We use cookies on this website, you can read about them here. To use the website as intended please... ACCEPT COOKIES
UAL Research Online

Efficiency of Substrate Conversion and its Control in Web-fed Printing Systems

MacWilliams, James (1992) Efficiency of Substrate Conversion and its Control in Web-fed Printing Systems. PhD thesis, University of the Arts London.

Type of Research: Thesis
Creators: MacWilliams, James

The aims and objectives of this thesis are to investigate the efficiency of substrate conversion and its control in the web-fed printing system.

This work commences with an overview of the web-fed printing process, the need for investigating efficient methods of production, the benefits to be obtained by continued research into the process and the way in which the research programme proposes to investigate the system (Chapters 1 and 2).

The thesis continues by assessing the nature of the substrates (Chapter 3), the economic and environmental cost of substrate waste (Chapter 4). Having determined the level of need, the characteristics and behaviour patterns of the paper substrate which could result in excess waste were then investigated (Chapter 5) and related to its interaction with the web-fed printing production system (Chapter 6).
An analysis of the percentage waste levels of current web-fed printing systems and its relationship to the level of automatic control in current use was used to assess the need for improvement (Chapter 6).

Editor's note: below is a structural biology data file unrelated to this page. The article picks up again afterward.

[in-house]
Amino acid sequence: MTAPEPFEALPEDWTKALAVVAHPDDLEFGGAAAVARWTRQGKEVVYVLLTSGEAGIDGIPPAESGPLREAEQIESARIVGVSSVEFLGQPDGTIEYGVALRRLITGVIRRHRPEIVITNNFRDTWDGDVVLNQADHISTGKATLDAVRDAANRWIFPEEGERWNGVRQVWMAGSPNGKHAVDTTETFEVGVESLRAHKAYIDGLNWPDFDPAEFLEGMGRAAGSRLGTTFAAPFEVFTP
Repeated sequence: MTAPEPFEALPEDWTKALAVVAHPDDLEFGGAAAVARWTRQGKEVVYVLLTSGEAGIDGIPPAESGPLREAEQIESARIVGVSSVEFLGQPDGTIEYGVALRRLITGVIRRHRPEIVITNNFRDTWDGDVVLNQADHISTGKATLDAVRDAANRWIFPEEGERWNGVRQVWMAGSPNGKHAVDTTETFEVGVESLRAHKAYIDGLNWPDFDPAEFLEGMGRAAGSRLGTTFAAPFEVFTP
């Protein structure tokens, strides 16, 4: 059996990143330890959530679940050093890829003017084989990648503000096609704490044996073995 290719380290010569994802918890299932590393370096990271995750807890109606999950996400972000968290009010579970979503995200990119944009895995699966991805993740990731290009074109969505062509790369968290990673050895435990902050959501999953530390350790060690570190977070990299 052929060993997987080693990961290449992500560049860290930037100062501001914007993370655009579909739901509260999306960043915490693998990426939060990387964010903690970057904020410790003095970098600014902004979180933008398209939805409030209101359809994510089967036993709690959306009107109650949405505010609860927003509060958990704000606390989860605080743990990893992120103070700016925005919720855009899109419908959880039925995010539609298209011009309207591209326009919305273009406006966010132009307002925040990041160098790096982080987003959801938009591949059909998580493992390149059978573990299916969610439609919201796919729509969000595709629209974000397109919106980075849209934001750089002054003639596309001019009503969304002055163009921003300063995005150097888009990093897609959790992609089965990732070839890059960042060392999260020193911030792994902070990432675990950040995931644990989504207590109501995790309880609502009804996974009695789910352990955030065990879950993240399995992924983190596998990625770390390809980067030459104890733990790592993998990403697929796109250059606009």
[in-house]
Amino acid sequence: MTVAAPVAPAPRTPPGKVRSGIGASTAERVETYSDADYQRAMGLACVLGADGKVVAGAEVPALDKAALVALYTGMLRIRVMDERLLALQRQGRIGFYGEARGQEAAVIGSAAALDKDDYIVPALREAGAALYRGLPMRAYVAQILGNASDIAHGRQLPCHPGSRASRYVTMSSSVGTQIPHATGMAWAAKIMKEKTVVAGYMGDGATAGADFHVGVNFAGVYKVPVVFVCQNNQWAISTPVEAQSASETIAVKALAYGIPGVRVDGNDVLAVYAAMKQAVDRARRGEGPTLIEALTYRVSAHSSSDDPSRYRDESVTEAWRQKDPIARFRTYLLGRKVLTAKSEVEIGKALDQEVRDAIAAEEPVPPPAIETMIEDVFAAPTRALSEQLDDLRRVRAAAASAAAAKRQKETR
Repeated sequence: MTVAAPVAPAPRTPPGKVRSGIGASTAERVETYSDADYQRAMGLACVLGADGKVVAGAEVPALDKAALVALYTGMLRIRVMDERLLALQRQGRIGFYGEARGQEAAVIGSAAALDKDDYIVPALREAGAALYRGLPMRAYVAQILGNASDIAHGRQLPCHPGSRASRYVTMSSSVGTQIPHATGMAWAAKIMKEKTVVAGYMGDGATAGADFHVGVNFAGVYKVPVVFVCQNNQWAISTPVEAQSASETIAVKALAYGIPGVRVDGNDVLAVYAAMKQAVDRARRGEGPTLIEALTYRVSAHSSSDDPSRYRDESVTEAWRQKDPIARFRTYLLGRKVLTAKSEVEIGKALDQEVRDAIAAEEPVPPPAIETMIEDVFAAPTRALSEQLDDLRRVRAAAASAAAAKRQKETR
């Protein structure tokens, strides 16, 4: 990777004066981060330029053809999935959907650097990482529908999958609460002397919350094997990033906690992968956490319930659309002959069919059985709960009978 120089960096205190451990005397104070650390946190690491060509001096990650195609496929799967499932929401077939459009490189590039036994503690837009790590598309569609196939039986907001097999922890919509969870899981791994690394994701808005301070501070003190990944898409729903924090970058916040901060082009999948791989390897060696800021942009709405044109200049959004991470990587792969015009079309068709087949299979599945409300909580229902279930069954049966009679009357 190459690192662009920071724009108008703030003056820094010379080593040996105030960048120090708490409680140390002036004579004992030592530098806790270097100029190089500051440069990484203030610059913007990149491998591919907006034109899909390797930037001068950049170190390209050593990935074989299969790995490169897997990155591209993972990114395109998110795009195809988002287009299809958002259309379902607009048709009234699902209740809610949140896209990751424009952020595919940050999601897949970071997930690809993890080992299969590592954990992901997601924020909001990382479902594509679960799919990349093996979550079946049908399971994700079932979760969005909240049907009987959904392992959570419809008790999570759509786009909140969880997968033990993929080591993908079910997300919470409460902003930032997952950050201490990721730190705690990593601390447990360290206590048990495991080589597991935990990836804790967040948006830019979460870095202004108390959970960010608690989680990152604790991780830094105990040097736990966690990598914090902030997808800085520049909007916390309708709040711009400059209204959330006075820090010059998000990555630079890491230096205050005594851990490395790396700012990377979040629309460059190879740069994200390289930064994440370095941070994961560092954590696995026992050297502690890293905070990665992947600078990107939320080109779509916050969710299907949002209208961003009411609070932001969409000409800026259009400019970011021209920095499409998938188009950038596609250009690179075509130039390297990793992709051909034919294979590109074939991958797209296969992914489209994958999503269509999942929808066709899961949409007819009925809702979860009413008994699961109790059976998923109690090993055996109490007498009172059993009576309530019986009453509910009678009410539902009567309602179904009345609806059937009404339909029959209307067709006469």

Having determined the need for improved performance, mathematical models as the basis for closed-loop control algorithms that could be used to control and stabilise later web wander were then developed, and assessment of their dynamic response carried out (Chapter 7).

Finally, the thesis concludes by summarising the work undertaken and the results obtained with respect to the initial objectives, and details potential areas for further research (Chapter 8).

Additional Information (Publicly available):

Access to this this thesis is restricted. Please contact UAL Research Online for more information.

Your affiliations with UAL: Colleges > London College of Communication
Date: 1992
Date Deposited: 27 Feb 2023 11:07
Last Modified: 15 Aug 2023 15:10
Item ID: 19695
URI: https://ualresearchonline.arts.ac.uk/id/eprint/19695

Repository Staff Only: item control page | University Staff: Request a correction